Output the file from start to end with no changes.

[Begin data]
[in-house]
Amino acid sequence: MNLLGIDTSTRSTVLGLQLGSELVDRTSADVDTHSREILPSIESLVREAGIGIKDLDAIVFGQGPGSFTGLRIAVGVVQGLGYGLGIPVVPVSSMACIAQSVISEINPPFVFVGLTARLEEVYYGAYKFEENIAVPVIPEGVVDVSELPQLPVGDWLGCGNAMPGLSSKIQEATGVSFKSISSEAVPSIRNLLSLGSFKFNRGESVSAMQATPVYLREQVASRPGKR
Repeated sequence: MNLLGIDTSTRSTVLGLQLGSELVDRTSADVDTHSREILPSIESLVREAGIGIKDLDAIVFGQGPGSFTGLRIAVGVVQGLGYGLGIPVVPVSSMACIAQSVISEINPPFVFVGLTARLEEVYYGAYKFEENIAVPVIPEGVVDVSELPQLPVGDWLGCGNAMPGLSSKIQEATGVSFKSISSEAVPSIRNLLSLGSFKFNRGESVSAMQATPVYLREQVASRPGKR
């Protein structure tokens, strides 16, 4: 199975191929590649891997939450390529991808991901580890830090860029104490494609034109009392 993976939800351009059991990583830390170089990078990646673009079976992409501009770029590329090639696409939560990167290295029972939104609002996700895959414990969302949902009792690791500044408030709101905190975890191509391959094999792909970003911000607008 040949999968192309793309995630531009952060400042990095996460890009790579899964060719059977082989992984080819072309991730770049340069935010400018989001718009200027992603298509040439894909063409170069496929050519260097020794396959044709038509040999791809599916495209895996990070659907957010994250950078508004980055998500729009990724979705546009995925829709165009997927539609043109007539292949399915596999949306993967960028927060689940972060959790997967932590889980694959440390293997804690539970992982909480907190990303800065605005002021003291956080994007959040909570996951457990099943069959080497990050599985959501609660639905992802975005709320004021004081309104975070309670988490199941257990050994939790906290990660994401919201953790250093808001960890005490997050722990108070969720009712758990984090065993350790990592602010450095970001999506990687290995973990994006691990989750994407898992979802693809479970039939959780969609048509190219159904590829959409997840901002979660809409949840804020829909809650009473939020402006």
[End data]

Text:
[in-house]
Amino acid sequence: MNLLGIDTSTRSTVLGLQLGSELVDRTSADVDTHSREILPSIESLVREAGIGIKDLDAIVFGQGPGSFTGLRIAVGVVQGLGYGLGIPVVPVSSMACIAQSVISEINPPFVFVGLTARLEEVYYGAYKFEENIAVPVIPEGVVDVSELPQLPVGDWLGCGNAMPGLSSKIQEATGVSFKSISSEAVPSIRNLLSLGSFKFNRGESVSAMQATPVYLREQVASRPGKR
Repeated sequence: MNLLGIDTSTRSTVLGLQLGSELVDRTSADVDTHSREILPSIESLVREAGIGIKDLDAIVFGQGPGSFTGLRIAVGVVQGLGYGLGIPVVPVSSMACIAQSVISEINPPFVFVGLTARLEEVYYGAYKFEENIAVPVIPEGVVDVSELPQLPVGDWLGCGNAMPGLSSKIQEATGVSFKSISSEAVPSIRNLLSLGSFKFNRGESVSAMQATPVYLREQVASRPGKR
């Protein structure tokens, strides 16, 4: 199975191929590649891997939450390529991808991901580890830090860029104490494609034109009392 993976939800351009059991990583830390170089990078990646673009079976992409501009770029590329090639696409939560990167290295029972939104609002996700895959414990969302949902009792690791500044408030709101905190975890191509391959094999792909970003911000607008 040949999968192309793309995630531009952060400042990095996460890009790579899964060719059977082989992984080819072309991730770049340069935010400018989001718009200027992603298509040439894909063409170069496929050519260097020794396959044709038509040999791809599916495209895996990070659907957010994250950078508004980055998500729009990724979705546009995925829709165009997927539609043109007539292949399915596999949306993967960028927060689940972060959790997967932590889980694959440390293997804690539970992982909480907190990303800065605005002021003291956080994007959040909570996951457990099943069959080497990050599985959501609660639905992802975005709320004021004081309104975070309670988490199941257990050994939790906290990660994401919201953790250093808001960890005490997050722990108070969720009712758990984090065993350790990592602010450095970001999506990687290995973990994006691990989750994407898992979802693809479970039939959780969609048509190219159904590829959409997840901002979660809409949840804020829909809650009473939020402006």